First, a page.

For several decades, the Alabama Department of Public Safety excluded blacks from employment as state troopers. Only after a federal district court imposed a hiring quota in the early 1970s did the department finally change its ways. Even then, however, the department failed to promote the black officers it hired. Thereafter, the district court again intervened, this time requiring the department to institute promotion procedures without an adverse impact on black officers. When the department failed to institute such procedures within a timely period, the court imposed a promotion quota until the department developed acceptable promotion procedures of its own. Under the court's scheme, one black officer had to be promoted for every white officer promoted. The United States challenged the court's order, claiming that it violated the EQUAL PROTECTION clause of the FOURTEENTH AMENDMENT. The Supreme Court disagreed and upheld the order 5?4.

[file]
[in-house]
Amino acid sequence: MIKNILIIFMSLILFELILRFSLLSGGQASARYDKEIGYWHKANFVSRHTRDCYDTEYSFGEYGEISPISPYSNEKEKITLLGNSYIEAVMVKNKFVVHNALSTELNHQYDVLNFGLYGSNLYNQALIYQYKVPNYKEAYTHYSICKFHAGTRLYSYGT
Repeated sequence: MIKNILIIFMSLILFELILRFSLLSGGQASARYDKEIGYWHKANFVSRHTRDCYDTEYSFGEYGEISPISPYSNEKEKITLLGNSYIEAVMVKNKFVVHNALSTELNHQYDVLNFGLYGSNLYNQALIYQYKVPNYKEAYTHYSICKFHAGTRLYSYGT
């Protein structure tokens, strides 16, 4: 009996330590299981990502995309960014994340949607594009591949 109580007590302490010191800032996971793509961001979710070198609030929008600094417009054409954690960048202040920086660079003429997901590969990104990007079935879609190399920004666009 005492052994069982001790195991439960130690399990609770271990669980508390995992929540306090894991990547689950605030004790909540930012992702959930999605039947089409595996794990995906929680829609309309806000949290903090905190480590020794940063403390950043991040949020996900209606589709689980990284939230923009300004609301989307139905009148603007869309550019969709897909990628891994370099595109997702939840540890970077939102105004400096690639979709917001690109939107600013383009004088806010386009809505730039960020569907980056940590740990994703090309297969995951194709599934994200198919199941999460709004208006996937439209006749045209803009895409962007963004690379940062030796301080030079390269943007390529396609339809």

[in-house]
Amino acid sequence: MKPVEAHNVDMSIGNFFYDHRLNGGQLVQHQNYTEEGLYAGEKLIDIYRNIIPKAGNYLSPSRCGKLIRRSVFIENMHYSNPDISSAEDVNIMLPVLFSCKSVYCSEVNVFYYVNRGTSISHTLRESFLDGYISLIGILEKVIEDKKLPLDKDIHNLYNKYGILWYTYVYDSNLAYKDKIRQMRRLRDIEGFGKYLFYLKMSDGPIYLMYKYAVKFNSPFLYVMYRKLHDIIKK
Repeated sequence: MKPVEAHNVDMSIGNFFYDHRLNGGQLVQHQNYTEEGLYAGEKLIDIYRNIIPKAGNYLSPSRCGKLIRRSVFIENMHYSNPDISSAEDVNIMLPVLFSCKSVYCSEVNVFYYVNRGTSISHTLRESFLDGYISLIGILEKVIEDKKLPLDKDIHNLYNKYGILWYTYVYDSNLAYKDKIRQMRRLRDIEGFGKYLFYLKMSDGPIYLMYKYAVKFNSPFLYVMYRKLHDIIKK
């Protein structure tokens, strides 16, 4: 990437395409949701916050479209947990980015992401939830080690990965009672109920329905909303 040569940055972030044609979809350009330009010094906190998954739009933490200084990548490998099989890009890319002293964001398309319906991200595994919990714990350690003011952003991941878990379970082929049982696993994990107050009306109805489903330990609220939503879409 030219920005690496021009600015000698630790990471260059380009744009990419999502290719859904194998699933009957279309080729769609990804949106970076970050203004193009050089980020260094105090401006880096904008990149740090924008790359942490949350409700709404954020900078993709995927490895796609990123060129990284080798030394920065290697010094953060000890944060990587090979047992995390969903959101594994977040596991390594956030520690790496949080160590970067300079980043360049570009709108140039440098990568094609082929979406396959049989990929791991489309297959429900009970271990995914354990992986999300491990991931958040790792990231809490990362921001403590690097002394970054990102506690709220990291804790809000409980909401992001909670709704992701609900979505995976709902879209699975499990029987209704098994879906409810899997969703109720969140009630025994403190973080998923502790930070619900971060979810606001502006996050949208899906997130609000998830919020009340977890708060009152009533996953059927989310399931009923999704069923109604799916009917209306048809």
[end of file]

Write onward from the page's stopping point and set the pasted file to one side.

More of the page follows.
Writing for a plurality, Justice WILLIAM J. BRENNAN noted that members of the Court disagreed about what level of scrutiny to apply to discrimination remedy cases, but argued that this did not matter because the race-conscious remedy under review survived even the Court's highest standard of STRICT SCRUTINY because it was "narrowly tailored" to serve a COMPELLING STATE INTEREST.
Rejecting the strict scrutiny approach in discrimination-remedy cases, Justice JOHN PAUL STEVENS concurred in the judgment, but stressed that the federal judiciary has "broad and flexible authority" to fashion even race-conscious remedies once a violation of the Fourteenth Amendment has occurred.
Justice SANDRA DAY O'CONNOR...